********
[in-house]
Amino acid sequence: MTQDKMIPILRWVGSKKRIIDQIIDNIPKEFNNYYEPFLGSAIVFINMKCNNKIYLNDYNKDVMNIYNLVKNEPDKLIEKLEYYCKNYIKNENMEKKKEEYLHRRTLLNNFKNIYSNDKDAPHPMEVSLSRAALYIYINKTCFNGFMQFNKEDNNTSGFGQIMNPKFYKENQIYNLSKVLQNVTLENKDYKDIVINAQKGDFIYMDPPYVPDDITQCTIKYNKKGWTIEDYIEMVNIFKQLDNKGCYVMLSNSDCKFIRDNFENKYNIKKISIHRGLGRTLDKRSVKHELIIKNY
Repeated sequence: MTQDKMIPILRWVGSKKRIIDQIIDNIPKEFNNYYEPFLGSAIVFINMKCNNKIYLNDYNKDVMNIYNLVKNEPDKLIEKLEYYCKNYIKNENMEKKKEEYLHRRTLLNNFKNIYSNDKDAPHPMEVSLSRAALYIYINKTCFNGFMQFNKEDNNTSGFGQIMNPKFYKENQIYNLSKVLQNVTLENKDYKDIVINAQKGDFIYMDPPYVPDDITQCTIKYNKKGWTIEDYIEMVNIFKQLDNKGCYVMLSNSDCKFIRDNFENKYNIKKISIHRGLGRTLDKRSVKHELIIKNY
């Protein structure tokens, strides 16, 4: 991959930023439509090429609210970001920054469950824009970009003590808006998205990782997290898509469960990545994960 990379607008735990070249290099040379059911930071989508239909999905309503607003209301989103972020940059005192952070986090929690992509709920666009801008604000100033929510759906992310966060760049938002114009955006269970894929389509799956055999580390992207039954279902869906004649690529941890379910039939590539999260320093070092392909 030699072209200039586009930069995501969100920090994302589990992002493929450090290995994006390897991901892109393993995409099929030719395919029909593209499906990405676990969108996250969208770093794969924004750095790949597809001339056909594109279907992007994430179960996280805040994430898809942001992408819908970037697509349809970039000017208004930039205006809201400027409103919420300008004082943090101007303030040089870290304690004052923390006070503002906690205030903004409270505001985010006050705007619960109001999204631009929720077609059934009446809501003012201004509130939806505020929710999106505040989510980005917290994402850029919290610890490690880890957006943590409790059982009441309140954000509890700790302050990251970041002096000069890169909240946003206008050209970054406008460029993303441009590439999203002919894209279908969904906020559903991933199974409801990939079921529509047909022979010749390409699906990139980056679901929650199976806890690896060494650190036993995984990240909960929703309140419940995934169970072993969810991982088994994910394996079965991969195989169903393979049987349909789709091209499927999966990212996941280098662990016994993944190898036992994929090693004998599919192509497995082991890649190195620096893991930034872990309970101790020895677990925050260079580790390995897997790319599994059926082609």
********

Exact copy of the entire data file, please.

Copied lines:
[in-house]
Amino acid sequence: MTQDKMIPILRWVGSKKRIIDQIIDNIPKEFNNYYEPFLGSAIVFINMKCNNKIYLNDYNKDVMNIYNLVKNEPDKLIEKLEYYCKNYIKNENMEKKKEEYLHRRTLLNNFKNIYSNDKDAPHPMEVSLSRAALYIYINKTCFNGFMQFNKEDNNTSGFGQIMNPKFYKENQIYNLSKVLQNVTLENKDYKDIVINAQKGDFIYMDPPYVPDDITQCTIKYNKKGWTIEDYIEMVNIFKQLDNKGCYVMLSNSDCKFIRDNFENKYNIKKISIHRGLGRTLDKRSVKHELIIKNY
Repeated sequence: MTQDKMIPILRWVGSKKRIIDQIIDNIPKEFNNYYEPFLGSAIVFINMKCNNKIYLNDYNKDVMNIYNLVKNEPDKLIEKLEYYCKNYIKNENMEKKKEEYLHRRTLLNNFKNIYSNDKDAPHPMEVSLSRAALYIYINKTCFNGFMQFNKEDNNTSGFGQIMNPKFYKENQIYNLSKVLQNVTLENKDYKDIVINAQKGDFIYMDPPYVPDDITQCTIKYNKKGWTIEDYIEMVNIFKQLDNKGCYVMLSNSDCKFIRDNFENKYNIKKISIHRGLGRTLDKRSVKHELIIKNY
């Protein structure tokens, strides 16, 4: 991959930023439509090429609210970001920054469950824009970009003590808006998205990782997290898509469960990545994960 990379607008735990070249290099040379059911930071989508239909999905309503607003209301989103972020940059005192952070986090929690992509709920666009801008604000100033929510759906992310966060760049938002114009955006269970894929389509799956055999580390992207039954279902869906004649690529941890379910039939590539999260320093070092392909 030699072209200039586009930069995501969100920090994302589990992002493929450090290995994006390897991901892109393993995409099929030719395919029909593209499906990405676990969108996250969208770093794969924004750095790949597809001339056909594109279907992007994430179960996280805040994430898809942001992408819908970037697509349809970039000017208004930039205006809201400027409103919420300008004082943090101007303030040089870290304690004052923390006070503002906690205030903004409270505001985010006050705007619960109001999204631009929720077609059934009446809501003012201004509130939806505020929710999106505040989510980005917290994402850029919290610890490690880890957006943590409790059982009441309140954000509890700790302050990251970041002096000069890169909240946003206008050209970054406008460029993303441009590439999203002919894209279908969904906020559903991933199974409801990939079921529509047909022979010749390409699906990139980056679901929650199976806890690896060494650190036993995984990240909960929703309140419940995934169970072993969810991982088994994910394996079965991969195989169903393979049987349909789709091209499927999966990212996941280098662990016994993944190898036992994929090693004998599919192509497995082991890649190195620096893991930034872990309970101790020895677990925050260079580790390995897997790319599994059926082609």